To sum up, correctional nurses provide health care from within the justice system, to a disparate population of prisoners with great disease burden. These features; the location and population served, along with the nurse’s independent negotiation for care, define and characterize correctional nursing.

They say that once a nurse has resolved these cultural challenges, he or she will stay in the Land of Correctional Oz forever. As Tonia Faust, the nurse from the Louisiana State Penitentiary said in The American Nurse “There is a purpose for me here”. Those that don’t survive the transition, leave, usually within the first year.

Do the challenges portrayed over the last three weeks fit the experience you had transitioning into the field of correctional nursing? Are there aspects of your practice in correctional nursing that are different from other nursing fields that have not been highlighted in this series? Please share your thoughts about these questions by responding in the comments section of this post.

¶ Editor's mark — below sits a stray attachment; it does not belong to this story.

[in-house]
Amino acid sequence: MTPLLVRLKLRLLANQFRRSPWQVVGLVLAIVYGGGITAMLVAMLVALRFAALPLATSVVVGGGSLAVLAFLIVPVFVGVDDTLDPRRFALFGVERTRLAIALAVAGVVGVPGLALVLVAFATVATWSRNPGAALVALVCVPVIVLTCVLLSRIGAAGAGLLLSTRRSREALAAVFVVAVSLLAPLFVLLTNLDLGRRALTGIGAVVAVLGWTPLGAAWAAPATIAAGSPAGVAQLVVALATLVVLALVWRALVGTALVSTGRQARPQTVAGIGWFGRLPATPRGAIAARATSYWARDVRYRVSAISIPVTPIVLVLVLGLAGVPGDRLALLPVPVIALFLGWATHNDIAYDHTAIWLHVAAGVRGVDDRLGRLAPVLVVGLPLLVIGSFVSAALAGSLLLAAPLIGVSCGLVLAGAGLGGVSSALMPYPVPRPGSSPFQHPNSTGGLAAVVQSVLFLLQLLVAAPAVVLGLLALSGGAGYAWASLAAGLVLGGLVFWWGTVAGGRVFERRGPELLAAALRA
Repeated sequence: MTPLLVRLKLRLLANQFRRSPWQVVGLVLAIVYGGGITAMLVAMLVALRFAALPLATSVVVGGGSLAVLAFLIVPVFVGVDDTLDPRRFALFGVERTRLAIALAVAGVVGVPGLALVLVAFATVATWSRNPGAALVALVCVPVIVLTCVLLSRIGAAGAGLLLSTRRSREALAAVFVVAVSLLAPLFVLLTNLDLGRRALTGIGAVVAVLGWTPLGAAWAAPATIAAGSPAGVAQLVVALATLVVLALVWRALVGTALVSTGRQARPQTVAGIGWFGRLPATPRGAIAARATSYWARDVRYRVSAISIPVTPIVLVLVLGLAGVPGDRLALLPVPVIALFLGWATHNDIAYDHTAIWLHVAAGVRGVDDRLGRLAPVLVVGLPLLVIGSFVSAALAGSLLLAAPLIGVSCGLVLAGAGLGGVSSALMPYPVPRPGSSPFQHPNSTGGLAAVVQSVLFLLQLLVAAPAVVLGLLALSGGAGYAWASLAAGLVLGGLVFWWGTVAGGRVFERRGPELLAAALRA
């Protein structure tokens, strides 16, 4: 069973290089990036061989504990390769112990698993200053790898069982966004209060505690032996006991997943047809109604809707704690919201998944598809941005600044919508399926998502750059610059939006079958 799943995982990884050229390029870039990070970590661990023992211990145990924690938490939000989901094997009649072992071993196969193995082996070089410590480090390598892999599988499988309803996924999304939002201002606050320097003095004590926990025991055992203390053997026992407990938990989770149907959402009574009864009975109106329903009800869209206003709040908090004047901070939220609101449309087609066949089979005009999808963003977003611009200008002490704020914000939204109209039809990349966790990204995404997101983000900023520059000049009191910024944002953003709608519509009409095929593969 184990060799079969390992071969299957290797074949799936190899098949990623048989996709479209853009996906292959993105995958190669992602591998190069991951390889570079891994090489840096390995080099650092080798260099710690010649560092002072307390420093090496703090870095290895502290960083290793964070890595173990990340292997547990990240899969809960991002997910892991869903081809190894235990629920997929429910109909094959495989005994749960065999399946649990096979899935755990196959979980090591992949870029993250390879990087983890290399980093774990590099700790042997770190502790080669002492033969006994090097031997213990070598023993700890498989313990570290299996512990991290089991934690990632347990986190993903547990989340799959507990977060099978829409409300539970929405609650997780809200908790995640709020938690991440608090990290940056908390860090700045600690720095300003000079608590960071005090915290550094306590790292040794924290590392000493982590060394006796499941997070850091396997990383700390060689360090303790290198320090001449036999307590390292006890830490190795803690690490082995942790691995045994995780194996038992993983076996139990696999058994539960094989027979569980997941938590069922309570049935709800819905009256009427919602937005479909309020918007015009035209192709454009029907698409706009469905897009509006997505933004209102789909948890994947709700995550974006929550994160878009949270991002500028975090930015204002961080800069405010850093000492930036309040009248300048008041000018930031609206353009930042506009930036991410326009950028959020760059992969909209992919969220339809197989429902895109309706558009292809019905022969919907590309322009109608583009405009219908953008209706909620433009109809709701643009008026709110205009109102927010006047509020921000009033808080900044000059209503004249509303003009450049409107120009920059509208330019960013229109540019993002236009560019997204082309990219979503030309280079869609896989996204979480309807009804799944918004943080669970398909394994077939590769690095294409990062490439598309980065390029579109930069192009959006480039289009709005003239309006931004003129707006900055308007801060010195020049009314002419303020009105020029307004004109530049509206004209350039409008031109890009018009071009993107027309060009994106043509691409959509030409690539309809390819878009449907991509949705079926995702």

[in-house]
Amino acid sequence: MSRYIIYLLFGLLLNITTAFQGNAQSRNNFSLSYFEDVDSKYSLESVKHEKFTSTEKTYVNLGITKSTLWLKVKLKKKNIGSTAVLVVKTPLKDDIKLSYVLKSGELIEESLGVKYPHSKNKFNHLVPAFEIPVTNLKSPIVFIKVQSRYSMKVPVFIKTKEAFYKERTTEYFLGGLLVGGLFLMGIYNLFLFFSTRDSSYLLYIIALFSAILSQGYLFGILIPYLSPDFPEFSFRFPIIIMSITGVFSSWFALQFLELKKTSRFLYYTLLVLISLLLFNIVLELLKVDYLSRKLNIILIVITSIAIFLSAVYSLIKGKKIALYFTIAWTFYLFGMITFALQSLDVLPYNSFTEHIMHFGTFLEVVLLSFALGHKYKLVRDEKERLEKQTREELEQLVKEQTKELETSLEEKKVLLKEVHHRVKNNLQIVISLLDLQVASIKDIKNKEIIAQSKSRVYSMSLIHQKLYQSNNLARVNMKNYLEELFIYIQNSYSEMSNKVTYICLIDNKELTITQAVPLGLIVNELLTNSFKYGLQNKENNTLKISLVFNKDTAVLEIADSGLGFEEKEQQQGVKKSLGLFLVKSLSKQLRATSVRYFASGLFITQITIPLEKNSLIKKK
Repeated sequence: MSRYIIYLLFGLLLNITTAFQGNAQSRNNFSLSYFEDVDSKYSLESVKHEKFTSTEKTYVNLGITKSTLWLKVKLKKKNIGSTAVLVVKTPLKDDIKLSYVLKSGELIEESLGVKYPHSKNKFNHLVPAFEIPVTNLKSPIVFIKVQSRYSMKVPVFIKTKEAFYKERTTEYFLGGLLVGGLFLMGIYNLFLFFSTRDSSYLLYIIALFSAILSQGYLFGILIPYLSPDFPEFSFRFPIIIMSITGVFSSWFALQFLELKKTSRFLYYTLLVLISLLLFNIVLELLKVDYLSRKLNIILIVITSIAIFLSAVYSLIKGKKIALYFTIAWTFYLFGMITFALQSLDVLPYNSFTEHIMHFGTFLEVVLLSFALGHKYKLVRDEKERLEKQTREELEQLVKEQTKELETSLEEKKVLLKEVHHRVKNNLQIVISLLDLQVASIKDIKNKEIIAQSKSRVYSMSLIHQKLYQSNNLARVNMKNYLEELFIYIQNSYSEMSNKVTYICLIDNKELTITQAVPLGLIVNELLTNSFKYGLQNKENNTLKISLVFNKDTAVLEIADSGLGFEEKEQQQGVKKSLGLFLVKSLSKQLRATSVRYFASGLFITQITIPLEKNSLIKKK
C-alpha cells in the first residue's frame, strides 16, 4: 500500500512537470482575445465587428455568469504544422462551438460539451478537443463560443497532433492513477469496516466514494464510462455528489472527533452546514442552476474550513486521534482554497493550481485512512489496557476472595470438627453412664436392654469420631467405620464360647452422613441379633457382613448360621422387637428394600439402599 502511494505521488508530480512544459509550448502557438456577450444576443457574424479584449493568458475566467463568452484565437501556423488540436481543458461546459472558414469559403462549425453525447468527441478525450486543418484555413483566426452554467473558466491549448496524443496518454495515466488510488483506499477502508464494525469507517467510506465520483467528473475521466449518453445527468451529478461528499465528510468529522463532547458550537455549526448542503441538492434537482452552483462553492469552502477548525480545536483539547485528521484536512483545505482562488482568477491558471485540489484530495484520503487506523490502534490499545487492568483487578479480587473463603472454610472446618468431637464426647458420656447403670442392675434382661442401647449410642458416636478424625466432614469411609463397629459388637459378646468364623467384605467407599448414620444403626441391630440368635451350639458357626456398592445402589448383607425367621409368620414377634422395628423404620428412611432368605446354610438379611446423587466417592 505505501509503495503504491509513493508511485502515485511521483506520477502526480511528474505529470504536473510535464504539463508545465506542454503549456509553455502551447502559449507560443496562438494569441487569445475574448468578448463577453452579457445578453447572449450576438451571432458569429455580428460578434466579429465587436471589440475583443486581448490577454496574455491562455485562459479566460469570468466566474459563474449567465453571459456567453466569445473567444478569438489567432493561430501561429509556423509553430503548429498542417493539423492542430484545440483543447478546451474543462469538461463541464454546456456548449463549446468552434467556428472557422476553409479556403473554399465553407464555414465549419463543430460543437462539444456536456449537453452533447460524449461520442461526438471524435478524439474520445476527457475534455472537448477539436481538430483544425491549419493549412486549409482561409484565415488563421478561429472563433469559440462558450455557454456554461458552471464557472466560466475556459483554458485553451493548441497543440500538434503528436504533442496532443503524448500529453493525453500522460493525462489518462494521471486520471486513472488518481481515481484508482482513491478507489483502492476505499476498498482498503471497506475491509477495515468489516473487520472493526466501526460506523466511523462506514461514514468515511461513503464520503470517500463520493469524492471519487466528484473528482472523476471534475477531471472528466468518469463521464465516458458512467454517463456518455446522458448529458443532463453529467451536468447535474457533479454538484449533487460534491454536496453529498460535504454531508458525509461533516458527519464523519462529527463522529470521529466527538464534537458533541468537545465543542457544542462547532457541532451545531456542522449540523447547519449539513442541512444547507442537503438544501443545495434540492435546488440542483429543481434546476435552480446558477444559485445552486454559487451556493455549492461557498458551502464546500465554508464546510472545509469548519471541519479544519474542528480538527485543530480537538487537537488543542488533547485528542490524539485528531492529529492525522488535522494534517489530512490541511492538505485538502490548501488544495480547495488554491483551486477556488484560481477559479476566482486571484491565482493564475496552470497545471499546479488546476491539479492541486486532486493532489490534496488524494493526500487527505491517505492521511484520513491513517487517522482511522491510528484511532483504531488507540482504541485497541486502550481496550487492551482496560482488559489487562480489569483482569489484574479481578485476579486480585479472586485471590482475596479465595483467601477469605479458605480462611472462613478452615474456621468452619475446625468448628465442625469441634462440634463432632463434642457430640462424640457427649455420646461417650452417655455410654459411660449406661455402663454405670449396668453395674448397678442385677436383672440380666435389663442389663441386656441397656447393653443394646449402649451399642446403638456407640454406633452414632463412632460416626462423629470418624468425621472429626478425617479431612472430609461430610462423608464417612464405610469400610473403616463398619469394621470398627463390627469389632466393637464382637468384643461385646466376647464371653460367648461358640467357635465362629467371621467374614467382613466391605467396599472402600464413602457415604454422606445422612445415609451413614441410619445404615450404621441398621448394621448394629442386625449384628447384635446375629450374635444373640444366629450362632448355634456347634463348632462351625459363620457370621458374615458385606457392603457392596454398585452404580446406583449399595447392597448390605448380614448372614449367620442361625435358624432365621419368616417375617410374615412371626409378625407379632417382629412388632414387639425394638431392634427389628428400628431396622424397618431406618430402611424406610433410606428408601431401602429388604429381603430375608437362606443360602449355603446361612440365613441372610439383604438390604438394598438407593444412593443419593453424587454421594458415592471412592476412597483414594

If you would like to read more about caring and professional practice in correctional nursing see Chapter 2 on the ethical principles of correctional nursing and chapter that discusses the elements of professional correctional nursing practice in our book, Essentials of Correctional Nursing. Order a copy directly from the publisher or from Amazon today!

If you would like to order a copy of The Wizard of Oz Guide to Correctional Nursing go to Lorry’s website, Correctionalnurse.net to order through Amazon.